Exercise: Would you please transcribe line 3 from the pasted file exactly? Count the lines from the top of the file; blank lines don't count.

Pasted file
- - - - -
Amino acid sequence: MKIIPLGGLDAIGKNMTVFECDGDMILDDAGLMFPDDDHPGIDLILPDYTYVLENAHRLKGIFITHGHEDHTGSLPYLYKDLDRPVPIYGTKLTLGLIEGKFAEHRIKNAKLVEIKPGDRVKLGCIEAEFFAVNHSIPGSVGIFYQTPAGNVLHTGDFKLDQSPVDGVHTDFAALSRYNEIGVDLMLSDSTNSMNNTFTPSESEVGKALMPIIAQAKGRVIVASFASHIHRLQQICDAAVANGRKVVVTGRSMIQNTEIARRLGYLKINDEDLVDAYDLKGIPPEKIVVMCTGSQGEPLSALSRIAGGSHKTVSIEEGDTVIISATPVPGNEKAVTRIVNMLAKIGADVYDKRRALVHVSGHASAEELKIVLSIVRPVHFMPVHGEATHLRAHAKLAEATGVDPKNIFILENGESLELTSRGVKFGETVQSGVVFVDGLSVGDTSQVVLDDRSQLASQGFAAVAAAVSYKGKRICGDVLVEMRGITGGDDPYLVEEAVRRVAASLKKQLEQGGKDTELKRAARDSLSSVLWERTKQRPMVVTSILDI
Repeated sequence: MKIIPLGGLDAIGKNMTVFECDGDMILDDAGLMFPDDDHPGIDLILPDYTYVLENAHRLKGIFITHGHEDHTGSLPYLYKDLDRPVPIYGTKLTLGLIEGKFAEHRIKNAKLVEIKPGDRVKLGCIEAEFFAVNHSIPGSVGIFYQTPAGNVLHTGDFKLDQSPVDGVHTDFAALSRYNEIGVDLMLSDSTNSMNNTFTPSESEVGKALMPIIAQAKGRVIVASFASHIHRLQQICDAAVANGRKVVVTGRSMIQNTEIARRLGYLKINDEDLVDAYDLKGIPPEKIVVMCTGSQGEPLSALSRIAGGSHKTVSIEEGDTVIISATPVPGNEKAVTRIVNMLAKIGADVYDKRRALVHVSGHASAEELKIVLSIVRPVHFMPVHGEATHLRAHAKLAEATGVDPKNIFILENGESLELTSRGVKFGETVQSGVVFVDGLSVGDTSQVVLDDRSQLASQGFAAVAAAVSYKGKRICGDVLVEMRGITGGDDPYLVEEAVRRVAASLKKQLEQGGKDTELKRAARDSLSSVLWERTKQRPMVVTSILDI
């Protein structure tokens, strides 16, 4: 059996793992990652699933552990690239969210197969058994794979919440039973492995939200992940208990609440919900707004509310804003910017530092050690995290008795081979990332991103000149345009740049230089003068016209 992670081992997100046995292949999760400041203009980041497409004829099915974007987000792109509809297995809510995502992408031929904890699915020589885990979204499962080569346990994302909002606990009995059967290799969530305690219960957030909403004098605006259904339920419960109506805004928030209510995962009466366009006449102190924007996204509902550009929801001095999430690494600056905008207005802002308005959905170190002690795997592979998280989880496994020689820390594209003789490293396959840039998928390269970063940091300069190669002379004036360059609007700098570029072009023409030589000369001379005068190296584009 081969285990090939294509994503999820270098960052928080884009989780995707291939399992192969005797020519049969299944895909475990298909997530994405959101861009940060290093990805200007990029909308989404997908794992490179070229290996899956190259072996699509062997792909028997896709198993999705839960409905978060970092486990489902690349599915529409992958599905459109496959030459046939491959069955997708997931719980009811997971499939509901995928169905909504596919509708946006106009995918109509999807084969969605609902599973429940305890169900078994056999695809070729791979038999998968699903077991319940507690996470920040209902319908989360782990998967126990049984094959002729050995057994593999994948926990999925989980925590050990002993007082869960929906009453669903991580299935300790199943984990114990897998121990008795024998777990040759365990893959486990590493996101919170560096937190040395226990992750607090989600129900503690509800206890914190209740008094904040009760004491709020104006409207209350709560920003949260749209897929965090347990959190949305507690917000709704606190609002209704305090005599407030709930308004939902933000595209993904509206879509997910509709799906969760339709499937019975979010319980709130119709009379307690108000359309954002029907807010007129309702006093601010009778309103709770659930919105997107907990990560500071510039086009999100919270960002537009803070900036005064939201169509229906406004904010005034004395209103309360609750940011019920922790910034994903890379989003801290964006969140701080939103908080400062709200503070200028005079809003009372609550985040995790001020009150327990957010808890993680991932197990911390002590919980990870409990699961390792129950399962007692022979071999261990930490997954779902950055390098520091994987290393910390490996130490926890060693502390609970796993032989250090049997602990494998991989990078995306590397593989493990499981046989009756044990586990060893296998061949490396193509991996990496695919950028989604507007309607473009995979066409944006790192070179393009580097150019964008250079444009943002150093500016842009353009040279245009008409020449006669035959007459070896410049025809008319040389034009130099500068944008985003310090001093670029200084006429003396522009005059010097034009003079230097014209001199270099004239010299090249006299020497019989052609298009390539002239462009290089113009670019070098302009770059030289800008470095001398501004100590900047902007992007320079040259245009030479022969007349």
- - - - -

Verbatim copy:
């Protein structure tokens, strides 16, 4: 059996793992990652699933552990690239969210197969058994794979919440039973492995939200992940208990609440919900707004509310804003910017530092050690995290008795081979990332991103000149345009740049230089003068016209 992670081992997100046995292949999760400041203009980041497409004829099915974007987000792109509809297995809510995502992408031929904890699915020589885990979204499962080569346990994302909002606990009995059967290799969530305690219960957030909403004098605006259904339920419960109506805004928030209510995962009466366009006449102190924007996204509902550009929801001095999430690494600056905008207005802002308005959905170190002690795997592979998280989880496994020689820390594209003789490293396959840039998928390269970063940091300069190669002379004036360059609007700098570029072009023409030589000369001379005068190296584009 081969285990090939294509994503999820270098960052928080884009989780995707291939399992192969005797020519049969299944895909475990298909997530994405959101861009940060290093990805200007990029909308989404997908794992490179070229290996899956190259072996699509062997792909028997896709198993999705839960409905978060970092486990489902690349599915529409992958599905459109496959030459046939491959069955997708997931719980009811997971499939509901995928169905909504596919509708946006106009995918109509999807084969969605609902599973429940305890169900078994056999695809070729791979038999998968699903077991319940507690996470920040209902319908989360782990998967126990049984094959002729050995057994593999994948926990999925989980925590050990002993007082869960929906009453669903991580299935300790199943984990114990897998121990008795024998777990040759365990893959486990590493996101919170560096937190040395226990992750607090989600129900503690509800206890914190209740008094904040009760004491709020104006409207209350709560920003949260749209897929965090347990959190949305507690917000709704606190609002209704305090005599407030709930308004939902933000595209993904509206879509997910509709799906969760339709499937019975979010319980709130119709009379307690108000359309954002029907807010007129309702006093601010009778309103709770659930919105997107907990990560500071510039086009999100919270960002537009803070900036005064939201169509229906406004904010005034004395209103309360609750940011019920922790910034994903890379989003801290964006969140701080939103908080400062709200503070200028005079809003009372609550985040995790001020009150327990957010808890993680991932197990911390002590919980990870409990699961390792129950399962007692022979071999261990930490997954779902950055390098520091994987290393910390490996130490926890060693502390609970796993032989250090049997602990494998991989990078995306590397593989493990499981046989009756044990586990060893296998061949490396193509991996990496695919950028989604507007309607473009995979066409944006790192070179393009580097150019964008250079444009943002150093500016842009353009040279245009008409020449006669035959007459070896410049025809008319040389034009130099500068944008985003310090001093670029200084006429003396522009005059010097034009003079230097014209001199270099004239010299090249006299020497019989052609298009390539002239462009290089113009670019070098302009770059030289800008470095001398501004100590900047902007992007320079040259245009030479022969007349």